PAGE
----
Parents of children with disabilities and complex learning needs are preparing for a particularly challenging school year ahead, with some advocates arguing that B.C.'s current back-to-school plan is a step back from last year's.
Tracy Humphreys is the founder and chair of B.C. Ed Access, a volunteer group of parents working for equitable access to education for for children with diverse abilities. She says one of the most concerning issues is the lack of alternative programming — such as virtual, online-based school — attached to the neighbourhood schools.
"Their kids really, really want to go back to school but some of them are immunocompromised and it's really unsafe for them. Some of them have family who is immunocompromised who live with them. It's just fear of bringing something home," said Humphreys, who lives in Victoria.
Although online learning options exist at a provincial level, if parents chose this option their child might lose a spot at their neighbourhood school, she said.
Another issue, Humphreys said, is the lack of cohorts. Last school year, the cohort system was used to minimize the total number of people including students, teachers, and support staff any one student was interacting with.
"[Without cohorts] it increases that risk of close connections through a long period of time during the day which increases the risk of spread," she said.
Lack of educational assistants
For Jennifer Wark, a parent whose child is on the autism spectrum, there has been a lack of communication from the school and district about what supports her daughter will have in the classroom.
Wark says she's specifically hoping for an educational assistant who would be able to help her child or any child who needed it, but there has been no word whether that will happen.
"I don't know how it's going to work out this year but I'm sure it will definitely put a lot more stress on the teacher," Wark said.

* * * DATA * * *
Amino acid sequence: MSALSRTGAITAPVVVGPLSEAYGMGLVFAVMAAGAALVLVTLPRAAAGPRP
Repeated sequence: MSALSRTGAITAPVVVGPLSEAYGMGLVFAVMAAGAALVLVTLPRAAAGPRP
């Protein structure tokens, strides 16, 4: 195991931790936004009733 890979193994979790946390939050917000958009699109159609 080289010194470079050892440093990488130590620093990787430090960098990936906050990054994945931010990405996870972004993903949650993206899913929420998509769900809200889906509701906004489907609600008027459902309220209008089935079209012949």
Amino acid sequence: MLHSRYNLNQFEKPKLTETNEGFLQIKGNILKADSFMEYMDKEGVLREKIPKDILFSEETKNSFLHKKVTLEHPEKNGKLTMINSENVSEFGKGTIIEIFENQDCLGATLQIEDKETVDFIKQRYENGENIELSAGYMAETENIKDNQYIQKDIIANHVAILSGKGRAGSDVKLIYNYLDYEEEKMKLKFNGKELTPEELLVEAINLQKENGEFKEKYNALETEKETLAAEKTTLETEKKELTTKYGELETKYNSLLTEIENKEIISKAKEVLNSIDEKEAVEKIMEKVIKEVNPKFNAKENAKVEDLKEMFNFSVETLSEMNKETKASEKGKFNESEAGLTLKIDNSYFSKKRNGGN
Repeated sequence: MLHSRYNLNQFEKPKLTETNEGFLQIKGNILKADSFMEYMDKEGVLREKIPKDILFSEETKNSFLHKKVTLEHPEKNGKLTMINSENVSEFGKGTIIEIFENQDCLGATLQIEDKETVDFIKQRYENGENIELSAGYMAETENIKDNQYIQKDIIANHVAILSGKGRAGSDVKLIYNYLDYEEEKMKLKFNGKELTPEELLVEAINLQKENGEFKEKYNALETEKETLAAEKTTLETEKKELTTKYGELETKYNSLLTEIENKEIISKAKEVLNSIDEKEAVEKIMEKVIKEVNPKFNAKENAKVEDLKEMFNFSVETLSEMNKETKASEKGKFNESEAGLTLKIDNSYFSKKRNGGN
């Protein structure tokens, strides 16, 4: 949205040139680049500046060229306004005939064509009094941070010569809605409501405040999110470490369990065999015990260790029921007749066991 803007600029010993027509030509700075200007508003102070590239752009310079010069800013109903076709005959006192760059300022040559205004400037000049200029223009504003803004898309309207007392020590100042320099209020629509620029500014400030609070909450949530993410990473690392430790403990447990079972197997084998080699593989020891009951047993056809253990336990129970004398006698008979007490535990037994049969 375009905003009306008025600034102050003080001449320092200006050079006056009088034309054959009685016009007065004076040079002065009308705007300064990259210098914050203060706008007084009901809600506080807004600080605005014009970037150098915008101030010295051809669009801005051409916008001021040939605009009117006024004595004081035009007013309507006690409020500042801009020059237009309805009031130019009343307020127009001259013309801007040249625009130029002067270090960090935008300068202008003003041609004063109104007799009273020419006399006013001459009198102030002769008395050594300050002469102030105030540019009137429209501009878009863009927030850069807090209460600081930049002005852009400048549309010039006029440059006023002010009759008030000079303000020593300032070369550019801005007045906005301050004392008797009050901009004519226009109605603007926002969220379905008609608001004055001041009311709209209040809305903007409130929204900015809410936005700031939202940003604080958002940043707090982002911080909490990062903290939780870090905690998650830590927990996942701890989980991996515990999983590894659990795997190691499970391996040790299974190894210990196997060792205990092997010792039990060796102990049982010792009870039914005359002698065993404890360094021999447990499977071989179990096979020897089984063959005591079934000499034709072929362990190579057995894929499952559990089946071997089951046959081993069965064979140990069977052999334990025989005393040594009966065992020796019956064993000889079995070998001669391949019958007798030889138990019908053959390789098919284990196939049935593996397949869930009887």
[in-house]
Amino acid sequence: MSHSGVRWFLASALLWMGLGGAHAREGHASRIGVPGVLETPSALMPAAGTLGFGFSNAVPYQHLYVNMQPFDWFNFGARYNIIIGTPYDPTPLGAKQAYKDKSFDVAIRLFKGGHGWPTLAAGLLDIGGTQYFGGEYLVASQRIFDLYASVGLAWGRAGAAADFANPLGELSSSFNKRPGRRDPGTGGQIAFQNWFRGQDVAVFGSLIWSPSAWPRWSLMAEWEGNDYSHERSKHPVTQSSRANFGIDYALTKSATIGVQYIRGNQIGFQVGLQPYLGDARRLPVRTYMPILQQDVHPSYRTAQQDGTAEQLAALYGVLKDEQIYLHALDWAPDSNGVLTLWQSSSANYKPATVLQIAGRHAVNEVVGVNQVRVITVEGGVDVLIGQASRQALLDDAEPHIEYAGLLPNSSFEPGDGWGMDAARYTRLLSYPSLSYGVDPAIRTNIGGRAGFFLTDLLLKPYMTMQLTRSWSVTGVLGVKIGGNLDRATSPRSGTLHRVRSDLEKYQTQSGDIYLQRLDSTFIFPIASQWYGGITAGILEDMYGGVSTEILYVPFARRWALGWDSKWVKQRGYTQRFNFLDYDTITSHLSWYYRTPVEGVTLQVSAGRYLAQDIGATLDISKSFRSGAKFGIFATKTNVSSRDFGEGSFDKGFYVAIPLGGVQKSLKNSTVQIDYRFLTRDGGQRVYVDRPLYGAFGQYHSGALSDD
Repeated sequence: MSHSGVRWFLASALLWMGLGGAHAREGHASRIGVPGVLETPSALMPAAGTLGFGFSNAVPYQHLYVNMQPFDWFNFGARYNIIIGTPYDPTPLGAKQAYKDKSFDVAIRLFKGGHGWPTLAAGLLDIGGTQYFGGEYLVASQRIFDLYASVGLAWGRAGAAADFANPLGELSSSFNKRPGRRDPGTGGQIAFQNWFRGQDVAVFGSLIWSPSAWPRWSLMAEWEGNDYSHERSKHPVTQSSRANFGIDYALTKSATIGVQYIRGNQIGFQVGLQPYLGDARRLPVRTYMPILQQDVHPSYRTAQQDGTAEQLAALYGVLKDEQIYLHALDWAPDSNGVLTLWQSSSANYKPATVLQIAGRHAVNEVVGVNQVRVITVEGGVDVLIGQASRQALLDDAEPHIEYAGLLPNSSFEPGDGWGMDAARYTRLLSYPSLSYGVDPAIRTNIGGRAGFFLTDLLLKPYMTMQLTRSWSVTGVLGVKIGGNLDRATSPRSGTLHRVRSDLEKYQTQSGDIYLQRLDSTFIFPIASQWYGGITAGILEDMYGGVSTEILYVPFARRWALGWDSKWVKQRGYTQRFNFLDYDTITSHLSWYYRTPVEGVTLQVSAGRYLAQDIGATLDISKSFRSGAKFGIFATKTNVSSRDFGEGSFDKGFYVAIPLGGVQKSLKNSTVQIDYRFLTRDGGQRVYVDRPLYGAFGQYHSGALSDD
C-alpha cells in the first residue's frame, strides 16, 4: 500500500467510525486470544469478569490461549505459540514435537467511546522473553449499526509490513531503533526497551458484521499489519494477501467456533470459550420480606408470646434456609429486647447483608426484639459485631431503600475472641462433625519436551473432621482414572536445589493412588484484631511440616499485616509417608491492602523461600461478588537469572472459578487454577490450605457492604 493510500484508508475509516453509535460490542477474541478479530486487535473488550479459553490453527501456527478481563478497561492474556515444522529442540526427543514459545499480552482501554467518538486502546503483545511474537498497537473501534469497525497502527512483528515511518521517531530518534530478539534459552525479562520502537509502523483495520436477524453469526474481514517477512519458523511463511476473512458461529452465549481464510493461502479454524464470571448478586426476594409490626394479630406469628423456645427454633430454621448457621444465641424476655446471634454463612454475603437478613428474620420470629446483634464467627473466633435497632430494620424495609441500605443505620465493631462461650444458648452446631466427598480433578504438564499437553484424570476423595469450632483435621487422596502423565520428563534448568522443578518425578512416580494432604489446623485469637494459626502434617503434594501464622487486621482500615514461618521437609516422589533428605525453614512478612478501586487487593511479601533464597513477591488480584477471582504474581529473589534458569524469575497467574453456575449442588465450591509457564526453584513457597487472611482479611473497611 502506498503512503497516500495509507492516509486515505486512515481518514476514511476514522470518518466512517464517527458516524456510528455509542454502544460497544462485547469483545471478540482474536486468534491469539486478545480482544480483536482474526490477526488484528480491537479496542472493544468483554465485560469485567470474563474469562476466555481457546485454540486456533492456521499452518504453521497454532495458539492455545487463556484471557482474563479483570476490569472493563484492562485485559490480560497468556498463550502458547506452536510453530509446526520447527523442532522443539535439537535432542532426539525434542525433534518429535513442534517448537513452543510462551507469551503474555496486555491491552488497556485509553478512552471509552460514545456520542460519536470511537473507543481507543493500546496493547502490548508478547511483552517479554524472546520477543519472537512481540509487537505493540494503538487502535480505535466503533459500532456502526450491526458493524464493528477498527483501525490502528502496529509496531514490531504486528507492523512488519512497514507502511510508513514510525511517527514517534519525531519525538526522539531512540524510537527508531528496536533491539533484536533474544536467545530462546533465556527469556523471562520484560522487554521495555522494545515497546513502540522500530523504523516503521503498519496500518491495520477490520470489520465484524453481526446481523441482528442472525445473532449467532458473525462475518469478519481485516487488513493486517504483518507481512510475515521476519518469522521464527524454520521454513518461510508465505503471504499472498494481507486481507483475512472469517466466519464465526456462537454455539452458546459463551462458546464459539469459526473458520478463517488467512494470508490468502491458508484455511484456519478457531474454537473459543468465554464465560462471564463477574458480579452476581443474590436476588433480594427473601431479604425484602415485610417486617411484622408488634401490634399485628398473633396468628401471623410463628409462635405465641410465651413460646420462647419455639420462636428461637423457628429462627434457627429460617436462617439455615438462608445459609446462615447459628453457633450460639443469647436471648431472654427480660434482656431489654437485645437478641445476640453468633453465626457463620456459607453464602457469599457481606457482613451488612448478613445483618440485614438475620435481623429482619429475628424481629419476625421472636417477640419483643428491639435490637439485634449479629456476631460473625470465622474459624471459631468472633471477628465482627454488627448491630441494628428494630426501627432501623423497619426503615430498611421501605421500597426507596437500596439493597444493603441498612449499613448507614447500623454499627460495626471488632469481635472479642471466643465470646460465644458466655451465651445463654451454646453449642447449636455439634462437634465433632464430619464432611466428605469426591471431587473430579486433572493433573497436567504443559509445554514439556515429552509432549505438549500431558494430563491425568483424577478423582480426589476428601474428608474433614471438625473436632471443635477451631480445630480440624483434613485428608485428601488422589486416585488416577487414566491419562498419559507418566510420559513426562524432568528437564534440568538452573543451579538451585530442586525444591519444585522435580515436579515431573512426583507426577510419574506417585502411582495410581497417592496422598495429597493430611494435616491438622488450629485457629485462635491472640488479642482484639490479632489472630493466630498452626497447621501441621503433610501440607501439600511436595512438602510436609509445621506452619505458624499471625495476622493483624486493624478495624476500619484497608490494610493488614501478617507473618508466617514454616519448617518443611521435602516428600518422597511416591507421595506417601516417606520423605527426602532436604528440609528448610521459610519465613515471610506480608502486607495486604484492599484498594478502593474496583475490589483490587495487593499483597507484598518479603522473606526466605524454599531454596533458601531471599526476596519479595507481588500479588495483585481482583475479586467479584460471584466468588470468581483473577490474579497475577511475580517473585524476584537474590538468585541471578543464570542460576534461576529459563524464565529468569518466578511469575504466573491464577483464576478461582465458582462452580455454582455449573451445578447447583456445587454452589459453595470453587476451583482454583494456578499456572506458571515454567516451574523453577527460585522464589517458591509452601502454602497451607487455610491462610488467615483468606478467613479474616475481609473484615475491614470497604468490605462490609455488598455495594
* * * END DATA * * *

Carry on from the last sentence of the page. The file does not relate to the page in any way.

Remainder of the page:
Jane Massy, the president of CUPE 947 which represents educational assistants in School District 61 in Victoria, says the situation is tough and at their peak last year, they were short 50 educational assistants every day.
"It's a chronic problem around the province. It's not just Victoria," she said.
Advocacy a full-time role
Both Humphreys and Wark said part of the battle is communicating with the schools about the needs of their children.
Wark said it took endless emails to secure one hour of support for the first day of school for her child.
"We had to fight ... for every little scrap of hour that we've got," Wark said. "I've been to the district multiple times, made speeches about how they're not supporting inclusive learning. I stood before the board of SD61 on two different occasions pleading for them to improve the situation in schools."
She says last year she emailed former Minister of Education Rob Fleming dozens of times before he sent her a response.
"If I had to do it again this year, I guess I'm doing it again this year."
Humphreys is organizing an online conference on education advocacy from Sept. 22 to 26 to help parents learn to effectively speak out for their children.
"It's all about learning how to advocate because there is no accountability besides the complaint system parents have to go through themselves," she said.